A few months ago I found my best friend from High School, Louis Dolmon, on Facebook. It’s been years since I’ve had any communications with him at all, and I was delighted to had found him after all these years. We both had graduated from Kankakee Eastridge High School in 1973. After High School, our paths separated, but for at least until the day he got married, we saw each other fairly regularly. But I haven’t seen or spoken to him since that day. I wonder why.
We hung around together in the same crowd in school. We were the nerds (though I was a bit more hippy than nerd). I was more oriented towards english and the written word (I wrote a column for the school newspaper) and my plans were to graduate from college with a Journalism degree and go into either print or broadcast journalism. I actually finished a semester early, and enrolled at Kankakee Community College in January of what would have been my Senior year at KEHS. So I lost touch with just about everyone except Lou.
Life intervened, and I got married in August of 1975 (Lou was my best man, and helped us put on the first (and last) Judeo-Catholic wedding ever seen in St. Stanislaus parish), and became a father the following June.
So I found myself putting my education on hold and taking a job at St Mary’s Hospital (I had an “in” there — my aunt was Mother Superior of the Order that owned the Hospital), to support my fledgling family. Lou in the meantime was studying at University of Illinois, where I believe he eventually received his Doctorate in Chemistry. But over those college years, we stayed as close as one could expect. My wife and I traveled down to Urbana a few times to “double date” with Lou and the woman who would become his bride, Barb. I think the last time we ate pizza at Garcia’s (Home of the flying tomato brothers).
I don’t exactly remember when Lou and Barb were married, I just remember my wife and I driving to, I think Woodstock IL, where they were married in a Presbyterian Church. I thought it amusing, since I was at the time a “born again Xtian” and Lou, though raised Jewish, was as most scientists, an atheist. Lou’s brother was his best man as I recall. I never thought much about it, but I have wondered why he never asked me. That was the last time I saw him.
Our lives went on, and my wife and I had twin boys (one of whom recently won an Emmy Award). We gradually grew apart, especially as my faith basically fell apart with finding way too many contradictions in the Bible. Finally, I met someone on the internet (1991) and moved to Santa Cruz California, where I began my career as an elder in the Pagan community Now, I live in the Redwoods of California with my 3rd wife. I am Patriarch of an international Druid (neo-Pagan) organization, co-founder of a second, and the Clerk of my local Grove (Druid congregation).
Lou, surprisingly, never left Woodstock. He had two children, a boy and a girl who I think are both still in college or maybe one has recently graduated. Lou works for Dow Chemical as a chemist, and is the inventor (and holds the patent) of some kind of special way of making video tape (which is obsolete now, but still, it’s an achievement). He’s also President of his Temple, and still plays the base for the local civic orchestra.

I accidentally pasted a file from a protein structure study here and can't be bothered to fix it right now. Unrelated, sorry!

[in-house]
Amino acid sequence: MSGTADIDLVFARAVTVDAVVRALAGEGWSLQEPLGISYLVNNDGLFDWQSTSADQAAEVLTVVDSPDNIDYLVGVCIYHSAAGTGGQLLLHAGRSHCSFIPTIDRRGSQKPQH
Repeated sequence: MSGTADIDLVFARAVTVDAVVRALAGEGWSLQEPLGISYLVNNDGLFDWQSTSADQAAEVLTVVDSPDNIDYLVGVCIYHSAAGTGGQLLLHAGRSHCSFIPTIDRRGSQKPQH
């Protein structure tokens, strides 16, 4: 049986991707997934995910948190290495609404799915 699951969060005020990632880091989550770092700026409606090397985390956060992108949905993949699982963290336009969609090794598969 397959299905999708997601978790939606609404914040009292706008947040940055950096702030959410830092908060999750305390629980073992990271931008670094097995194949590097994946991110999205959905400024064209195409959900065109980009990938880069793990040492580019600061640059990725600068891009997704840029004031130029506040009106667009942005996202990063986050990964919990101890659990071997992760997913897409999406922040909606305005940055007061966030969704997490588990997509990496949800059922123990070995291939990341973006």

Well Blabby, it’s been a year since I asked him to “friend” me on Facebook. I think he just ignored it. I’m sure he didn’t forget me, as I have a name that’s not easily forgotten. I’ve tried to wrap my mind around the “why” of it all. Why did he and Barb kind of dump me in the first place? You know, for several years, I never missed sending him a birthday, Chanukah or Anniversary card. I never received one in return. I think after about five years I just stopped.
I wonder, was it a class thing? I was still “janitoring” at the local hospital when I left Illinois (I had worked my way up to supervisor). I finally finished my degree while living in Santa Cruz, having taken classes off an on for all those years since High School (my 1st wife objected to this, as she believed that the return of Christ was imminent, and college therefore, a waste of time. Thankfully, my twins didn’t listen to her, and have very decent careers thanks to education).
Lou was by then a very successful chemist for Dow. Still, I can’t wrap my head around the idea that class (my being working class, he being a professional) would have made any difference to him. Not to Lou. We were both pretty much Socialists back in the day. Although he did warn me once about pursuing that line of politics. I didn’t listen. I’m still a Marxist to this day, possibly even more radical than ever.
Blabby, do you think that had anything to do with it? Was it a class thing? Maybe an education thing? Politics? Religion? Is my association with him an embarrassment? I guess I’ll never know. Only Lou knows, and he’s not talking. Back in the day, at Eastridge High, those things didn’t matter. I bring it up though, because, in a way, Lou is the co-founder of Order of the Mithril Star. The Order is a mixture of neo-Pagan Reformed Druidism and the theology/pantheism/solipsism found in Robert A. Heinlein’s seminal novel, Stranger In A Strange Land. Lou was the one who introduced me to that book back in our Sophomore year at Eastridge High, a book that still inspires me to this day.
Maybe I should name Lou, on our website, as co-founder, to honor the memory of our friendship? What’s your advice Blabby? What would you do if you were me?
6th September 2012